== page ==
Student-designed dog jacket enables remote petting

A student from Nottingham Trent University has designed a jacket for dogs that allows owners to remotely stroke their pets when they show signs of anxiety.


The jacket works by inflating and deflating an airbag with three compartments that manipulate silicone nibs along the dog’s spine, creating the sensation of being stroked. A heart rate monitor on the dog’s harness sends the owner a notification when the animal is stressed. Using an app, the owner can then stroke their phone to trigger a petting motion on the jacket. A second notification alerts the user when the heart rate has dropped back to a normal level.


“Leaving your dog home alone can be difficult, especially if it gets anxious,” said creator James Butterworth, from Halifax (Left). “This is a unique solution that reassures the dog as well as the owner.

“This design offers a permanent alternative to the short-term options currently available. Anxiety wraps, for example, can be put on dogs to comfort them but they apply constant pressure which means they can only be worn for a certain amount of time.”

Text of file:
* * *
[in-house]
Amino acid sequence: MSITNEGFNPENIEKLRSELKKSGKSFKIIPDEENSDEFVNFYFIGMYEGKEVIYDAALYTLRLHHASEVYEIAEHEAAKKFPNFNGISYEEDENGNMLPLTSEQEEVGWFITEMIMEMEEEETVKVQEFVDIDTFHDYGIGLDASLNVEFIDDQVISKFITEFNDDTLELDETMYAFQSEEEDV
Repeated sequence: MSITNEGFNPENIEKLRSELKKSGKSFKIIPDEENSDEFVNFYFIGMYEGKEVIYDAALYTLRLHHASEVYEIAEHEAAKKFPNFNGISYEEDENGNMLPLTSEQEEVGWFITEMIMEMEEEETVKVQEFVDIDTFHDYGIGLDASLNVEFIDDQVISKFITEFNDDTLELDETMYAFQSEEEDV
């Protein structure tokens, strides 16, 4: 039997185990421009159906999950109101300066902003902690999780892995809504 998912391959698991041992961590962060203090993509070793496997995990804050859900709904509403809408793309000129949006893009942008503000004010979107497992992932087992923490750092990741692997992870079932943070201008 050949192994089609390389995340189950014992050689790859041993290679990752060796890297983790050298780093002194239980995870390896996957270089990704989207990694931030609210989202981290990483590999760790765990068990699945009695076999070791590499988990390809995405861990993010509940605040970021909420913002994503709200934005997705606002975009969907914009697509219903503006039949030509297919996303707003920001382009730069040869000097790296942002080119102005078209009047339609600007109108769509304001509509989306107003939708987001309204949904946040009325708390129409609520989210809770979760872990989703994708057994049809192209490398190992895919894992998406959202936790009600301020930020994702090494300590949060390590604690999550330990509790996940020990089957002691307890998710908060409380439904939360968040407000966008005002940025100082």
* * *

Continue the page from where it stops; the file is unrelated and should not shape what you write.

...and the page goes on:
The jacket also comes with a blanket for the dog to lie on which transforms into a second layer when clipped on. This allows the dog to take a familiar blanket with them for extra reassurance when leaving the house.  The system was tested on the Butterworth family’s chocolate Labrador, Minstrel (Below), to ensure it was comfortable for dogs to wear. James now plans to commercialise the product through his recently formed business The Dog Layer Co, tapping into the rapidly growing pet care market, currently worth around $100bn per year.

Minstrel sporting the jacket

“James has been thorough in his research, resulting in an innovative design which gives dog owners the control to remotely reassure their pet as and when it is required,” said James Dale, head of Product Design at Nottingham Trent University. “He has designed a system that can make use of real-time data in an effective way.”